Catching up later with Susan and David, I delightedly babbled on about Dream, my dream horse. They told me about their new stud colt, who they were calling “Go Go”, and the mare they’d also bought. We went out for dinner and then to the motel where we’d spend the night before tackling the next day’s long drive home.
I already knew horses called Dream, Dream Girl, and Dreamer so I wanted something fresh and different for this Dream horse. Way too excited to sleep, I lay awake almost till dawn, especially pondering what I’d call my new girl.
Her registered name, which I never really liked, was Dream Baby Bar. Hmm. Could I dredge anything out of that? Nothing came to mind. Tick-tock, tick-tock.
Call her Baby? Nooo. Her dam’s name was Imbodens Dove, so… Dove Bar? Uh, no thanks. How about Barbie Doll? Heck no. Tick-tock, tick-tock. Add sleep deprivation to major stress, hysteria and panic. Oh yeah, I should be in fine fettle for the ride home.
Dream mare’s sire was Jockey Club registered as Gee Sam. So how about Gee Whiz? Gee Samantha? Geepers? Jeepers? No, no, no, no. Tick-tock, tick-tock, tick-tock, tick… Aargh!
Wait. Use the D from Dream, ar from Bar, and by from Baby. DARBY! My dream horse’s name would be Darby! Darby, my dream horse. Success! Nighty-night.
The title “dream horse” always fit Darby as perfectly as that famed fairy godmother-gifted slipper fit Cinderella. Perhaps because she was bred and originally trained by another Martha? It was as if I’d owned gorgeous Darby from birth and started her myself. Impeccable manners. Energetic but tractable and compliant in every way. Sound as a rock. Versatile. And with an extended, floaty trot to die for!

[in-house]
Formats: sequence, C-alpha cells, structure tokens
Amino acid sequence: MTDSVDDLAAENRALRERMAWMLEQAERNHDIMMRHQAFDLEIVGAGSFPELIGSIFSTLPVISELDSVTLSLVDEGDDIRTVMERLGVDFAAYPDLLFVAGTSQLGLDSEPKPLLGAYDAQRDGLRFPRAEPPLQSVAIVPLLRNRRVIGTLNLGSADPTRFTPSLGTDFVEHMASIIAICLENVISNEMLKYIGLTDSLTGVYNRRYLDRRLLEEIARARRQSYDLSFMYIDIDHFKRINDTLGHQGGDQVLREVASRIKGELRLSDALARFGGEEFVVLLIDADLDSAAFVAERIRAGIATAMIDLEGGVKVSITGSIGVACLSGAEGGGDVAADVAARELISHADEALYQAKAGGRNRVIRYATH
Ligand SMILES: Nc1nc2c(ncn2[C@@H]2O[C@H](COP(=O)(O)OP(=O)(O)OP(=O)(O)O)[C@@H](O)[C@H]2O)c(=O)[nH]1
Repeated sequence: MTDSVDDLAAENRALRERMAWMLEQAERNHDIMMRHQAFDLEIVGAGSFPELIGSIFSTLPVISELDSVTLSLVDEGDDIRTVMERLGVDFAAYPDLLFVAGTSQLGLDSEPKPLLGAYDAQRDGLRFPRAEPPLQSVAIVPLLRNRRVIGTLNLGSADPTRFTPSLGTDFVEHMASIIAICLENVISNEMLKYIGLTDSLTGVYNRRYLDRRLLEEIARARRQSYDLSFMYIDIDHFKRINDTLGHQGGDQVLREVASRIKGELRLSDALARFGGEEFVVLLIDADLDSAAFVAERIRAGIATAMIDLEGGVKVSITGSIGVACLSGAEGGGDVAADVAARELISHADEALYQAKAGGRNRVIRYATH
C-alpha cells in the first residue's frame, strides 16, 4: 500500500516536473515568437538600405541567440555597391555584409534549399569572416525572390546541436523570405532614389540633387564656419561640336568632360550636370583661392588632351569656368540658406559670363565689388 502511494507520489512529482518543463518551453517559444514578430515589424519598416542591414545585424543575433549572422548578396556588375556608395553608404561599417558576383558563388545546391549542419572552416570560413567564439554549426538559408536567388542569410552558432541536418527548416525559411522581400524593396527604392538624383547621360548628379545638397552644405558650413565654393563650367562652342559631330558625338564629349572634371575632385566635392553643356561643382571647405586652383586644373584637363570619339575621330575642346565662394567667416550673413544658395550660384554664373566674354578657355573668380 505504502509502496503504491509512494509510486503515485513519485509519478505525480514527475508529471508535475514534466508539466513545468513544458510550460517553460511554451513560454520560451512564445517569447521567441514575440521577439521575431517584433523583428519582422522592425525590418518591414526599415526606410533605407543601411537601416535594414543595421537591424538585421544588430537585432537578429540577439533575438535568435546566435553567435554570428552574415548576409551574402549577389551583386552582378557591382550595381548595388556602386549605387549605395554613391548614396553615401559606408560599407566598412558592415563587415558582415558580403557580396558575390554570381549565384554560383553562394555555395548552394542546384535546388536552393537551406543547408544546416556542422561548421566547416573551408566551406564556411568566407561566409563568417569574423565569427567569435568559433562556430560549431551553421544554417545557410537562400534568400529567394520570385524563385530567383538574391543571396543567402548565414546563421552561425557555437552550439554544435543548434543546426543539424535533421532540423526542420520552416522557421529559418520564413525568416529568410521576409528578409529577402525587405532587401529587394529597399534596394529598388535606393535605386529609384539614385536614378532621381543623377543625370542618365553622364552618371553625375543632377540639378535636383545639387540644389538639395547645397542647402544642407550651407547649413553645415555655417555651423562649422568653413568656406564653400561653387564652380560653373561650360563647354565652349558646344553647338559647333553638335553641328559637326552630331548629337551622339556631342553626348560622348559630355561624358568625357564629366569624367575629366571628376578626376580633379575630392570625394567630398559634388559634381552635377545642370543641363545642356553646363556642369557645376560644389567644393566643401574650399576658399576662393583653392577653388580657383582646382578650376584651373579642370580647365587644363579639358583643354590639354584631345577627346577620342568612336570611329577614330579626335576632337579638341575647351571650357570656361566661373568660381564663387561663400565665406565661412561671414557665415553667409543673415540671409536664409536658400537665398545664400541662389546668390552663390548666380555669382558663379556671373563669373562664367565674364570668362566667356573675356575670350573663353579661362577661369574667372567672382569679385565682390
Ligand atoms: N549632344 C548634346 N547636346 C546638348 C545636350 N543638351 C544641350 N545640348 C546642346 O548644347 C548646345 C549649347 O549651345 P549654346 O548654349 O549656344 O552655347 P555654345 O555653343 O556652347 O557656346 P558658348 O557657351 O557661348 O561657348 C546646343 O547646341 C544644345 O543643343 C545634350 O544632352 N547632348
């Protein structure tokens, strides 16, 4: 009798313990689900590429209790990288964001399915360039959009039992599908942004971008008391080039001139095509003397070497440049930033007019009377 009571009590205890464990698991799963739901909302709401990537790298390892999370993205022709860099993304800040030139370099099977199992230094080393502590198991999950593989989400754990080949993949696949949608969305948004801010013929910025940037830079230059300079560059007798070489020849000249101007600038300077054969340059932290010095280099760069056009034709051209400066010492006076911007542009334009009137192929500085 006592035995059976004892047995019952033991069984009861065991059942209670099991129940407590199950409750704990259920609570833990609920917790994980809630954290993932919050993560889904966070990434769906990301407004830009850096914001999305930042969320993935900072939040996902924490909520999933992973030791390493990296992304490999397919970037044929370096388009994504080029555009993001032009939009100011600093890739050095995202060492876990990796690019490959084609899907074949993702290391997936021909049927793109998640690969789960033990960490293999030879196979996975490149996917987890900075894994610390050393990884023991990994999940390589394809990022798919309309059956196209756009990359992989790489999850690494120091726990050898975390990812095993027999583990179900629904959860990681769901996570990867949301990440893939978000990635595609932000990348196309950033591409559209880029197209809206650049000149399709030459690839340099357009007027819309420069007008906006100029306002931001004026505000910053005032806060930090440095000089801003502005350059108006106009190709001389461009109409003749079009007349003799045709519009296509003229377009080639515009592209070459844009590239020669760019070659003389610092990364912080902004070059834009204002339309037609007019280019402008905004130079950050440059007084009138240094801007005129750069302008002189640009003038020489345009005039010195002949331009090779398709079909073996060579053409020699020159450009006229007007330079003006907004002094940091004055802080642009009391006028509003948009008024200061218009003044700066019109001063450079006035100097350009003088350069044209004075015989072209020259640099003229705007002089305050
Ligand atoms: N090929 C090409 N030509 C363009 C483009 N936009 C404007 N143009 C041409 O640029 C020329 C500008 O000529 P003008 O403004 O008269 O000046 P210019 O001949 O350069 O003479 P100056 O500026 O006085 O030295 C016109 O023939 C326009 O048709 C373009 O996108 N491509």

I showed her in English and Western classes, placing in most. I eventually gave kids lessons on her. The year after I bought her I bred her to Go Go and she produced a gorgeous filly. As with Darby, I kept that baby, Dreamango Chelsea, her entire life.
We had many unusual adventures, including Darb and then 3-month-old Chels being left stranded in Iowa by a fellow-boarder who was supposed to bring them to me when I relocated to Colorado. He never reimbursed me the $600 I’d paid him “in advance to repair his trailer” (which should have been a flapping, blood-red flag); plus he “lost” some of my personal stuff and furniture he’d agreed to tote along in the bed of his pickup.
Turned out a wheel had flown off his dually at 75 mph! Other drivers honked and frantically tried to wave him over. He thought they were just being friendly because he was hauling horses. By the time he finally figured something might be wrong and stopped, the rig’s axel was bent.
The idiot somehow straggled into the first random horse property he saw, towing his seriously gimpy trailer containing my precious horses. Luckily, the place was owned by an honest woman who hauled Darby, baby Chelsea, and my remaining possessions the rest of the way for a fair price. A blessing, as the company I’d worked at for 12 years had closed and I only had two months of unemployment benefits left.
Darby remains the brightest star in my expansive sky-full of dream horses. My wonderful girl lived to be over 33-years-old, ironically dying on my birthday. Sleep well, sweet dream horse, until we ride together again, and forever. ❖
— Metzger is a freelance writer from Fort Collins, Colo. She can be reached at firstname.lastname@example.org.